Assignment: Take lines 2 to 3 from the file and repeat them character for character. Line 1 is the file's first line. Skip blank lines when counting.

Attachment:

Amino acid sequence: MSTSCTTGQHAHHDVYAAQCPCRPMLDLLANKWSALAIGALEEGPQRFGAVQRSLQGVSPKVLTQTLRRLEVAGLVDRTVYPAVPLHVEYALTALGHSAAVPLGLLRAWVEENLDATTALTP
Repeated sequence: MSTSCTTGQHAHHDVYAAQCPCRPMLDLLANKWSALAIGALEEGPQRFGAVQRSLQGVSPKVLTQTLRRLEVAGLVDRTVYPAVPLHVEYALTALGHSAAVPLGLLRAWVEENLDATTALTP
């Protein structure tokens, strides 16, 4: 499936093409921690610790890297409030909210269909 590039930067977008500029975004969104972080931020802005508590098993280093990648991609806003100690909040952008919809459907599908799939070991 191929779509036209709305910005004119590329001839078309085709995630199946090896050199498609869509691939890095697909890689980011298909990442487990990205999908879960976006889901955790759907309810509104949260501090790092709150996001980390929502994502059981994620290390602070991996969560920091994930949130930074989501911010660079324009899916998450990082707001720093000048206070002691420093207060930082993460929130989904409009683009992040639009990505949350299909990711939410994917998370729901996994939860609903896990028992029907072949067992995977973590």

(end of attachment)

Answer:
Repeated sequence: MSTSCTTGQHAHHDVYAAQCPCRPMLDLLANKWSALAIGALEEGPQRFGAVQRSLQGVSPKVLTQTLRRLEVAGLVDRTVYPAVPLHVEYALTALGHSAAVPLGLLRAWVEENLDATTALTP
């Protein structure tokens, strides 16, 4: 499936093409921690610790890297409030909210269909 590039930067977008500029975004969104972080931020802005508590098993280093990648991609806003100690909040952008919809459907599908799939070991 191929779509036209709305910005004119590329001839078309085709995630199946090896050199498609869509691939890095697909890689980011298909990442487990990205999908879960976006889901955790759907309810509104949260501090790092709150996001980390929502994502059981994620290390602070991996969560920091994930949130930074989501911010660079324009899916998450990082707001720093000048206070002691420093207060930082993460929130989904409009683009992040639009990505949350299909990711939410994917998370729901996994939860609903896990028992029907072949067992995977973590």